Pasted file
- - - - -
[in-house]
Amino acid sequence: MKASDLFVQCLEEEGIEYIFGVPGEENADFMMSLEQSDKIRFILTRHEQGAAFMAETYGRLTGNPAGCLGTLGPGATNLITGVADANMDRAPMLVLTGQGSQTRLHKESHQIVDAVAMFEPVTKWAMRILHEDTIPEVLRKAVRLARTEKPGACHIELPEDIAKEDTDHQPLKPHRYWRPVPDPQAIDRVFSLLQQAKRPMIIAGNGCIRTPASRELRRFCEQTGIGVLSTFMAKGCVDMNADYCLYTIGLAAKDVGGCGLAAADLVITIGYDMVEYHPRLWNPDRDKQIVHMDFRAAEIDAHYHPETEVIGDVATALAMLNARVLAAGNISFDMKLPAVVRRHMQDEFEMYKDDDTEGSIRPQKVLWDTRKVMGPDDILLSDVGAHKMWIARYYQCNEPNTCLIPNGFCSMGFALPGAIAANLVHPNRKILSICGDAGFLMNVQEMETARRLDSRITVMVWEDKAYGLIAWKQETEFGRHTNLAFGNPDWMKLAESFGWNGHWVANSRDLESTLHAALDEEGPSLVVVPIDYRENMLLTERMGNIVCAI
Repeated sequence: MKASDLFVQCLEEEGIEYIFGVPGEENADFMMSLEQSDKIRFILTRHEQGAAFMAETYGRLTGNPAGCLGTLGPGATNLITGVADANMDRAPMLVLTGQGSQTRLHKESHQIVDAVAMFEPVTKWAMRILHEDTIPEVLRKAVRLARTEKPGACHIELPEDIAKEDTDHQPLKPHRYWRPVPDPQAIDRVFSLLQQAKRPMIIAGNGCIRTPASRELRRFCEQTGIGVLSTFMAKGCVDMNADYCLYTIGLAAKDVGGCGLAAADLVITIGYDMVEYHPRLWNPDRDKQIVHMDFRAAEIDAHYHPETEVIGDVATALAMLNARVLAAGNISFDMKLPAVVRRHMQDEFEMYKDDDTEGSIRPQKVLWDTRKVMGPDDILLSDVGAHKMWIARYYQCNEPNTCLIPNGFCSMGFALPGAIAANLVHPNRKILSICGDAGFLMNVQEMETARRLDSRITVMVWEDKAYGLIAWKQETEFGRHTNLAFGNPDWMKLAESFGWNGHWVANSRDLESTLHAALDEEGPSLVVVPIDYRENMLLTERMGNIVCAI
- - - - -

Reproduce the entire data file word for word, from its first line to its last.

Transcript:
[in-house]
Amino acid sequence: MKASDLFVQCLEEEGIEYIFGVPGEENADFMMSLEQSDKIRFILTRHEQGAAFMAETYGRLTGNPAGCLGTLGPGATNLITGVADANMDRAPMLVLTGQGSQTRLHKESHQIVDAVAMFEPVTKWAMRILHEDTIPEVLRKAVRLARTEKPGACHIELPEDIAKEDTDHQPLKPHRYWRPVPDPQAIDRVFSLLQQAKRPMIIAGNGCIRTPASRELRRFCEQTGIGVLSTFMAKGCVDMNADYCLYTIGLAAKDVGGCGLAAADLVITIGYDMVEYHPRLWNPDRDKQIVHMDFRAAEIDAHYHPETEVIGDVATALAMLNARVLAAGNISFDMKLPAVVRRHMQDEFEMYKDDDTEGSIRPQKVLWDTRKVMGPDDILLSDVGAHKMWIARYYQCNEPNTCLIPNGFCSMGFALPGAIAANLVHPNRKILSICGDAGFLMNVQEMETARRLDSRITVMVWEDKAYGLIAWKQETEFGRHTNLAFGNPDWMKLAESFGWNGHWVANSRDLESTLHAALDEEGPSLVVVPIDYRENMLLTERMGNIVCAI
Repeated sequence: MKASDLFVQCLEEEGIEYIFGVPGEENADFMMSLEQSDKIRFILTRHEQGAAFMAETYGRLTGNPAGCLGTLGPGATNLITGVADANMDRAPMLVLTGQGSQTRLHKESHQIVDAVAMFEPVTKWAMRILHEDTIPEVLRKAVRLARTEKPGACHIELPEDIAKEDTDHQPLKPHRYWRPVPDPQAIDRVFSLLQQAKRPMIIAGNGCIRTPASRELRRFCEQTGIGVLSTFMAKGCVDMNADYCLYTIGLAAKDVGGCGLAAADLVITIGYDMVEYHPRLWNPDRDKQIVHMDFRAAEIDAHYHPETEVIGDVATALAMLNARVLAAGNISFDMKLPAVVRRHMQDEFEMYKDDDTEGSIRPQKVLWDTRKVMGPDDILLSDVGAHKMWIARYYQCNEPNTCLIPNGFCSMGFALPGAIAANLVHPNRKILSICGDAGFLMNVQEMETARRLDSRITVMVWEDKAYGLIAWKQETEFGRHTNLAFGNPDWMKLAESFGWNGHWVANSRDLESTLHAALDEEGPSLVVVPIDYRENMLLTERMGNIVCAI